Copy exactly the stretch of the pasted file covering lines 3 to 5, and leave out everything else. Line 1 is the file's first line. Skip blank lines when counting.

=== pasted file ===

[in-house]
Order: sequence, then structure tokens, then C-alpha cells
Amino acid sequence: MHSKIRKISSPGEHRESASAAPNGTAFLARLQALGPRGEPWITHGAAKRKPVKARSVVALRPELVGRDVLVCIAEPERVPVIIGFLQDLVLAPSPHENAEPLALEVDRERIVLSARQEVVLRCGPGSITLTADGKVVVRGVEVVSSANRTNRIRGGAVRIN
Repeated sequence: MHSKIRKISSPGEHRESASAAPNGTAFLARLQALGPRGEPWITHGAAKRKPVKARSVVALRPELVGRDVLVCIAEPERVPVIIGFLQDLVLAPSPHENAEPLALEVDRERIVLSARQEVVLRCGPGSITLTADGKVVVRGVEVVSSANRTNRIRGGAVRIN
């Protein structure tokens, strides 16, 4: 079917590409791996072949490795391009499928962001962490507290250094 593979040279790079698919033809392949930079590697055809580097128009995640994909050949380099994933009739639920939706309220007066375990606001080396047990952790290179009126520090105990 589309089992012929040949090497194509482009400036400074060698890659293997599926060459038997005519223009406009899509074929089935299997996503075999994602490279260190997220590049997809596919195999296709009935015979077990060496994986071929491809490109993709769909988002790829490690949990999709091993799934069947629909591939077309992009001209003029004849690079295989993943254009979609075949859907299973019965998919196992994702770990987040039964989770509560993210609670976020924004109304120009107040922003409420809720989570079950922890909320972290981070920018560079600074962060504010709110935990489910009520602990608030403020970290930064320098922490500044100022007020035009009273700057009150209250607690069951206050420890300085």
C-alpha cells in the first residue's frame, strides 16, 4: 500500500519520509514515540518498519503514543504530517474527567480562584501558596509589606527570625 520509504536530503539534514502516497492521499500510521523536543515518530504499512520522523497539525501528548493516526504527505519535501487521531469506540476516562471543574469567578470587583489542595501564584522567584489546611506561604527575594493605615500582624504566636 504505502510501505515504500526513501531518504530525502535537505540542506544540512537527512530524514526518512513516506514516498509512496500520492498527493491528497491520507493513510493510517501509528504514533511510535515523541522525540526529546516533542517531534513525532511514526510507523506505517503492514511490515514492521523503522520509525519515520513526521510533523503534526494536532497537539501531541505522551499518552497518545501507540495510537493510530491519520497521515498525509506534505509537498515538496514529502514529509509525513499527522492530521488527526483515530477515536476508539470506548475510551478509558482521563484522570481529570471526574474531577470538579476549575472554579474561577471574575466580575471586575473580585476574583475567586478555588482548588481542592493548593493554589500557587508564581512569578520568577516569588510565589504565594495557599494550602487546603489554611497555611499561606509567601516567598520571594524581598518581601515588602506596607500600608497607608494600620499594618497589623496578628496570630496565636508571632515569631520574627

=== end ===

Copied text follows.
Amino acid sequence: MHSKIRKISSPGEHRESASAAPNGTAFLARLQALGPRGEPWITHGAAKRKPVKARSVVALRPELVGRDVLVCIAEPERVPVIIGFLQDLVLAPSPHENAEPLALEVDRERIVLSARQEVVLRCGPGSITLTADGKVVVRGVEVVSSANRTNRIRGGAVRIN
Repeated sequence: MHSKIRKISSPGEHRESASAAPNGTAFLARLQALGPRGEPWITHGAAKRKPVKARSVVALRPELVGRDVLVCIAEPERVPVIIGFLQDLVLAPSPHENAEPLALEVDRERIVLSARQEVVLRCGPGSITLTADGKVVVRGVEVVSSANRTNRIRGGAVRIN
């Protein structure tokens, strides 16, 4: 079917590409791996072949490795391009499928962001962490507290250094 593979040279790079698919033809392949930079590697055809580097128009995640994909050949380099994933009739639920939706309220007066375990606001080396047990952790290179009126520090105990 589309089992012929040949090497194509482009400036400074060698890659293997599926060459038997005519223009406009899509074929089935299997996503075999994602490279260190997220590049997809596919195999296709009935015979077990060496994986071929491809490109993709769909988002790829490690949990999709091993799934069947629909591939077309992009001209003029004849690079295989993943254009979609075949859907299973019965998919196992994702770990987040039964989770509560993210609670976020924004109304120009107040922003409420809720989570079950922890909320972290981070920018560079600074962060504010709110935990489910009520602990608030403020970290930064320098922490500044100022007020035009009273700057009150209250607690069951206050420890300085």